•        Actigraphy: A monitoring bracelet that the patient wears for a period of 1 to 2 weeks to measure sleep/wake patterns, sleep duration, bedtimes, and wake times. The patient is asked to complete a sleep log for the duration of the monitoring period to measure subjective observations of these parameters. In order for clinicians to obtain accurate results from actigraphy, all medications with alerting or sedating properties (including antidepressants) should be tapered off 2 to 4 weeks prior to testing.
 
•        Polysomnography: An overnight test conducted at a monitored sleep study lab. It employs electroencephalogram and electromyography testing to monitor sleep parameters and body movements throughout a single night of sleep. This full-measure test is used to rule out causes of EDS other than narcolepsy.
 
•        MSLT: Administered subsequent to polysomnography, the MSLT measures sleep and REM latency during 4 to 5 nap opportunities (each 2 hours apart) over the course of a full day. The MSLT is administered 2 hours after waking from an overnight polysomnogram. An average sleep latency of less than 8 minutes is diagnostic for narcolepsy.
 
•        Maintenance of Wakefulness Test: A test given over 4 periods and lasts 40 minutes each. During the test, the patient is asked to sit without being exposed to any stimulating activity. This test may be used with medication to measure the effects of selected treatments on wakefulness. Notably, the Maintenance of Wakefulness Test is used by the Federal Aviation Administration and other organizations to ensure that its employees are able to remain awake when necessary.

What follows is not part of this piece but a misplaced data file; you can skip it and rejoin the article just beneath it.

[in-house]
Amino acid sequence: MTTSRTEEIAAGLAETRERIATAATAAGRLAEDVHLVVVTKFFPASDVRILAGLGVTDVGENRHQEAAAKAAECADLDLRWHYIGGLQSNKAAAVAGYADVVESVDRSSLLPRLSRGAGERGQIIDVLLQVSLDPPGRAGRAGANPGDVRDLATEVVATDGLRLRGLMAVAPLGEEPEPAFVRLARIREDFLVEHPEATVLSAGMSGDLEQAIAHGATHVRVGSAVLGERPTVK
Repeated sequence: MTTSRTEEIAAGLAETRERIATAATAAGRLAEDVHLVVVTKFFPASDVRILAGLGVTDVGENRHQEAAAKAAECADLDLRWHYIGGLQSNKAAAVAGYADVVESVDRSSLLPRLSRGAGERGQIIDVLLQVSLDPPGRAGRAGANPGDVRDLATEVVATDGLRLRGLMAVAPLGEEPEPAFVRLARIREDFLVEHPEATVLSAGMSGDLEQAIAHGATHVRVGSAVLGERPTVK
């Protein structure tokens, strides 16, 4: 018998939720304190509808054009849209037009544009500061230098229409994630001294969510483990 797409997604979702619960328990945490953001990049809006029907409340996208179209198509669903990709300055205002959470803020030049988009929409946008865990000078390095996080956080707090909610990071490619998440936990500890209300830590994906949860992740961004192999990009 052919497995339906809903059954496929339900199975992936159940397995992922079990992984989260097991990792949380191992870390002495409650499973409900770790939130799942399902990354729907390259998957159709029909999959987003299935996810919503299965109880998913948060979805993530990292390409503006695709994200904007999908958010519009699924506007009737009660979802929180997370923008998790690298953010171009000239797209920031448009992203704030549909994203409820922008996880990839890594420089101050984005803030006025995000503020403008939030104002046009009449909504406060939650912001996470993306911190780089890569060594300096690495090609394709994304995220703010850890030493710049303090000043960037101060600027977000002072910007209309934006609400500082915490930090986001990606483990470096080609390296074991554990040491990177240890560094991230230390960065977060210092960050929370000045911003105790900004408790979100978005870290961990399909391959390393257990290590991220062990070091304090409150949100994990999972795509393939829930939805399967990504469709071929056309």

• A cerebrospinal fluid hypocretin-1 level at or below 110 pg/mL is occasionally used instead of the MSLT to diagnose Type 1 narcolepsy.

Current Approved Therapies

Only a few therapies are currently approved by the US Food and Drug Administration (FDA) for the treatment of narcolepsy. Multiple classes of drugs may be used to target either EDS or cataplexy (see Table).

•     Modafinil and armodafinil are first-line choices for the treatment of EDS.1,3 These wakefulness-promoting agents carry a low potential for abuse and are associated with relatively mild adverse effects.3
 
•       Methylphenidate and amphetamines are often prescribed to manage daytime sleepiness, but they are associated with cardiovascular effects and, rarely, abuse.3
 
•       Sodium oxybate and antidepressants such as venlafaxine and fluoxetine are commonly prescribed for cataplexy.3